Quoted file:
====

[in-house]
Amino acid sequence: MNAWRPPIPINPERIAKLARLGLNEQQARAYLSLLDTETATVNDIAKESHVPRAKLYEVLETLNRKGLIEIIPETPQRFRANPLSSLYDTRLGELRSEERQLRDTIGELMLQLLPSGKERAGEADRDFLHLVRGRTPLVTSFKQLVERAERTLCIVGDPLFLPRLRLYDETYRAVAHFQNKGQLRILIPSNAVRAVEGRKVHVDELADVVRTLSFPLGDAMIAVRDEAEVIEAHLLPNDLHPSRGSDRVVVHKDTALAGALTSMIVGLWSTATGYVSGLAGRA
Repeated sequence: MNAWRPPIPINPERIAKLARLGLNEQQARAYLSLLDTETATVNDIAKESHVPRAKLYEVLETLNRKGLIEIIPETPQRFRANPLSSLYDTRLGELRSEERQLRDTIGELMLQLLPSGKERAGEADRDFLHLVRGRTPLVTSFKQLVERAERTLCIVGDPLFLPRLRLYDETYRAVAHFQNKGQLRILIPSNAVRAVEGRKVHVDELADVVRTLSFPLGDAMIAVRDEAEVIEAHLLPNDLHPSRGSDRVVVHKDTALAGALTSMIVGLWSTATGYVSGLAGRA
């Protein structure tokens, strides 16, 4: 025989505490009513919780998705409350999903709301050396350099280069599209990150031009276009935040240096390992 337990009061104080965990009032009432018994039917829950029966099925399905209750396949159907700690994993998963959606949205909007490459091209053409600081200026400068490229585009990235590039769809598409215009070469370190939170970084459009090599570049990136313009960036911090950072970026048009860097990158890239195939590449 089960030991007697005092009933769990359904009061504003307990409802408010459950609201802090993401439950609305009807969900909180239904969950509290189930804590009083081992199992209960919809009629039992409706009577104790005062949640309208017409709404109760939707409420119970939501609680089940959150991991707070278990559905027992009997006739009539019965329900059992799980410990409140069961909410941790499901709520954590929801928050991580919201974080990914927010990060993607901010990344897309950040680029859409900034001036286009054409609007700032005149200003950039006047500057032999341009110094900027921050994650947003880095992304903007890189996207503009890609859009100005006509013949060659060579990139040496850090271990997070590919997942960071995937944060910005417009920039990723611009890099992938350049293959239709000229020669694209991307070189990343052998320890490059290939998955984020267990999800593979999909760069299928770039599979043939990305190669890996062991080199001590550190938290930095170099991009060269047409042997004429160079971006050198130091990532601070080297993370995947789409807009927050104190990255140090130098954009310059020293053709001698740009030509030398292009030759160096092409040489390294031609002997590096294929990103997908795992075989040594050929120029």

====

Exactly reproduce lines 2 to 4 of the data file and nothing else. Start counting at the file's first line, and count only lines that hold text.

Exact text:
Amino acid sequence: MNAWRPPIPINPERIAKLARLGLNEQQARAYLSLLDTETATVNDIAKESHVPRAKLYEVLETLNRKGLIEIIPETPQRFRANPLSSLYDTRLGELRSEERQLRDTIGELMLQLLPSGKERAGEADRDFLHLVRGRTPLVTSFKQLVERAERTLCIVGDPLFLPRLRLYDETYRAVAHFQNKGQLRILIPSNAVRAVEGRKVHVDELADVVRTLSFPLGDAMIAVRDEAEVIEAHLLPNDLHPSRGSDRVVVHKDTALAGALTSMIVGLWSTATGYVSGLAGRA
Repeated sequence: MNAWRPPIPINPERIAKLARLGLNEQQARAYLSLLDTETATVNDIAKESHVPRAKLYEVLETLNRKGLIEIIPETPQRFRANPLSSLYDTRLGELRSEERQLRDTIGELMLQLLPSGKERAGEADRDFLHLVRGRTPLVTSFKQLVERAERTLCIVGDPLFLPRLRLYDETYRAVAHFQNKGQLRILIPSNAVRAVEGRKVHVDELADVVRTLSFPLGDAMIAVRDEAEVIEAHLLPNDLHPSRGSDRVVVHKDTALAGALTSMIVGLWSTATGYVSGLAGRA
């Protein structure tokens, strides 16, 4: 025989505490009513919780998705409350999903709301050396350099280069599209990150031009276009935040240096390992 337990009061104080965990009032009432018994039917829950029966099925399905209750396949159907700690994993998963959606949205909007490459091209053409600081200026400068490229585009990235590039769809598409215009070469370190939170970084459009090599570049990136313009960036911090950072970026048009860097990158890239195939590449 089960030991007697005092009933769990359904009061504003307990409802408010459950609201802090993401439950609305009807969900909180239904969950509290189930804590009083081992199992209960919809009629039992409706009577104790005062949640309208017409709404109760939707409420119970939501609680089940959150991991707070278990559905027992009997006739009539019965329900059992799980410990409140069961909410941790499901709520954590929801928050991580919201974080990914927010990060993607901010990344897309950040680029859409900034001036286009054409609007700032005149200003950039006047500057032999341009110094900027921050994650947003880095992304903007890189996207503009890609859009100005006509013949060659060579990139040496850090271990997070590919997942960071995937944060910005417009920039990723611009890099992938350049293959239709000229020669694209991307070189990343052998320890490059290939998955984020267990999800593979999909760069299928770039599979043939990305190669890996062991080199001590550190938290930095170099991009060269047409042997004429160079971006050198130091990532601070080297993370995947789409807009927050104190990255140090130098954009310059020293053709001698740009030509030398292009030759160096092409040489390294031609002997590096294929990103997908795992075989040594050929120029």